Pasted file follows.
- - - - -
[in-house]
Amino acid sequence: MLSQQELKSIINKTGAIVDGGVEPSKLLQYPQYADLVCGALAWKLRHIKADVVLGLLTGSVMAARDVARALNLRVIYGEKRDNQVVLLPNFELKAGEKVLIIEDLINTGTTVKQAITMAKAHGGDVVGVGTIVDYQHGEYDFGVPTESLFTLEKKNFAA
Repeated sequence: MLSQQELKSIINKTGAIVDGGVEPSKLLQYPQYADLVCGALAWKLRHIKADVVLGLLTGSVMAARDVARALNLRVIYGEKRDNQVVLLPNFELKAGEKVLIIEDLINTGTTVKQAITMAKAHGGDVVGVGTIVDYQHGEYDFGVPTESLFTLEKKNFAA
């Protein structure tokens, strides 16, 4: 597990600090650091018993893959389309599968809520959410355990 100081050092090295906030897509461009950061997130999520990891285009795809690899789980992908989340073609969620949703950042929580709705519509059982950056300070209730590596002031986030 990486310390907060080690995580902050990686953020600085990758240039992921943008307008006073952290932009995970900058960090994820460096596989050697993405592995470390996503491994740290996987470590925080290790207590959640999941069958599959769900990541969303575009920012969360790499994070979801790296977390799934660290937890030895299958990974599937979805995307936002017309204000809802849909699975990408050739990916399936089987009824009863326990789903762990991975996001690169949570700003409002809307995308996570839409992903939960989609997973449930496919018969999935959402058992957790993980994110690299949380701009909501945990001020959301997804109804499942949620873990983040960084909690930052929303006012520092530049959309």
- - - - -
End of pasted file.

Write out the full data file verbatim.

[in-house]
Amino acid sequence: MLSQQELKSIINKTGAIVDGGVEPSKLLQYPQYADLVCGALAWKLRHIKADVVLGLLTGSVMAARDVARALNLRVIYGEKRDNQVVLLPNFELKAGEKVLIIEDLINTGTTVKQAITMAKAHGGDVVGVGTIVDYQHGEYDFGVPTESLFTLEKKNFAA
Repeated sequence: MLSQQELKSIINKTGAIVDGGVEPSKLLQYPQYADLVCGALAWKLRHIKADVVLGLLTGSVMAARDVARALNLRVIYGEKRDNQVVLLPNFELKAGEKVLIIEDLINTGTTVKQAITMAKAHGGDVVGVGTIVDYQHGEYDFGVPTESLFTLEKKNFAA
């Protein structure tokens, strides 16, 4: 597990600090650091018993893959389309599968809520959410355990 100081050092090295906030897509461009950061997130999520990891285009795809690899789980992908989340073609969620949703950042929580709705519509059982950056300070209730590596002031986030 990486310390907060080690995580902050990686953020600085990758240039992921943008307008006073952290932009995970900058960090994820460096596989050697993405592995470390996503491994740290996987470590925080290790207590959640999941069958599959769900990541969303575009920012969360790499994070979801790296977390799934660290937890030895299958990974599937979805995307936002017309204000809802849909699975990408050739990916399936089987009824009863326990789903762990991975996001690169949570700003409002809307995308996570839409992903939960989609997973449930496919018969999935959402058992957790993980994110690299949380701009909501945990001020959301997804109804499942949620873990983040960084909690930052929303006012520092530049959309």